In July 2015, I went and saw a psychologist. This was the second time in my life I’d sought counselling, the first was when I was going through a bit of a rough patch back in 2012. It’s funny, I thought I was worn-out back then. It was probably about a quarter of what I was feeling now.
So I sat in the psychologist’s office, fidgeting nervously and telling myself to stay composed. Just don’t cry, I told myself, over and over again. You can do this.
“So, what brings you here today?” was her first question, and that was it. I started to cry.
She handed me a box of tissues and I started to tell her about work. I told her about the death in custody, I told her about the gun incident, I told her about the drowning, I told her about the train suicides and how I couldn’t get the smell of human flesh out of my nose. She took notes as I talked and it soon became clear that she’d never spoken to a police officer before.
She stopped me every few sentences to get me to explain whatever it was I’d just said. I had to explain the different ranks. I had to explain upgrading. I had to explain shift-work. Then I’d lose track of whatever it was I was just talking about, which only made me feel more flustered. It was like trying to speak to someone over a really bad phone line. The conversation faltered at every turn. It was disjointed, unnatural and awkward.
I have never been a big talker, never. I have always been on the shy side and it takes me a while to warm to people. To go into a situation like this, to sit down with a person I’d only just met and to try to talk to them – really talk to them – went against my every instinct. To me, it made about as much sense as speed-dating.
I tried to tell her how lost I felt. I tried to be honest. But then, I think I must’ve been a bit too honest. I was talking about some messy scene I’d been to when, all of a sudden, she recoiled, like I’d just thrown something at her. It was a fleeting reaction, but it was there. She flinched. I actually made the psychologist flinch.
We made an appointment to meet up again the following week, but her clinic rang me one day prior to let me know she was unwell and would have to cancel. I didn’t bother rescheduling, I just didn’t see the point. I made her flinch, for fucks sake. Where do you go from there?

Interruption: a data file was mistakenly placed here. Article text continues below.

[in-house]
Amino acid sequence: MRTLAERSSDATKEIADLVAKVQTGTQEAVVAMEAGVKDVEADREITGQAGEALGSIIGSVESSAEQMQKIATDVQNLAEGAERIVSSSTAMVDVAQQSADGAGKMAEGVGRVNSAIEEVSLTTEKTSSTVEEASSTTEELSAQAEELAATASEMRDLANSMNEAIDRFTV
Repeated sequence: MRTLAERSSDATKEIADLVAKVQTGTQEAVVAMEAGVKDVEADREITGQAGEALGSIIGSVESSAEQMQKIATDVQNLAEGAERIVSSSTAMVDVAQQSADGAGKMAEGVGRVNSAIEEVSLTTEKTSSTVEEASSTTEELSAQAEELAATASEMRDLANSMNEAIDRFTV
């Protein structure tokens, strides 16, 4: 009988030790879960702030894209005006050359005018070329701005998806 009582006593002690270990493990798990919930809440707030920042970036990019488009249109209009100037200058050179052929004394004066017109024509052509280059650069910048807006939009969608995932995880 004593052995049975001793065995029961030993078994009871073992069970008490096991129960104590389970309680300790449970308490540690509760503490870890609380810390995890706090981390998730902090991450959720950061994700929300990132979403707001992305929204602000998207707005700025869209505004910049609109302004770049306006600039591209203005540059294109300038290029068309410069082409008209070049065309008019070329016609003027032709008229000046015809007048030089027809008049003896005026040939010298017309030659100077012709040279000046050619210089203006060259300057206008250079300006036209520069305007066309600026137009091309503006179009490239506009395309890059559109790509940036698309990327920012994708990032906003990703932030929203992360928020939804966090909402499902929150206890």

So I put counselling to the side and carried on as best I could. A few months later, I made my move into intel. I lasted until May 2016, when it all became too much.
In consultation with my GP, I decided not to stop working, but to reduce my hours. I feared that if I stopped work I would never want to come back. I also worried about having too much time on my hands.
My new working arrangements were not lost on my workmates or my family and some form of explanation was soon necessary. I told them I was having some ongoing health problems which hadn’t really been diagnosed, but were causing me a lot of fatigue. By keeping it all very vague, I was able to spare myself from lying to those closest to me. I don’t know, I think it just seemed important at that point that I not add “liar” to my list of defects.
It was around this time that I decided to give counselling another try, so I got a referral to a psychologist who’d been recommended to me by a workmate. It started off quite well and after a couple of sessions, I felt I was able to talk to her about most of the work stuff. Then she got me to do the tapping thing.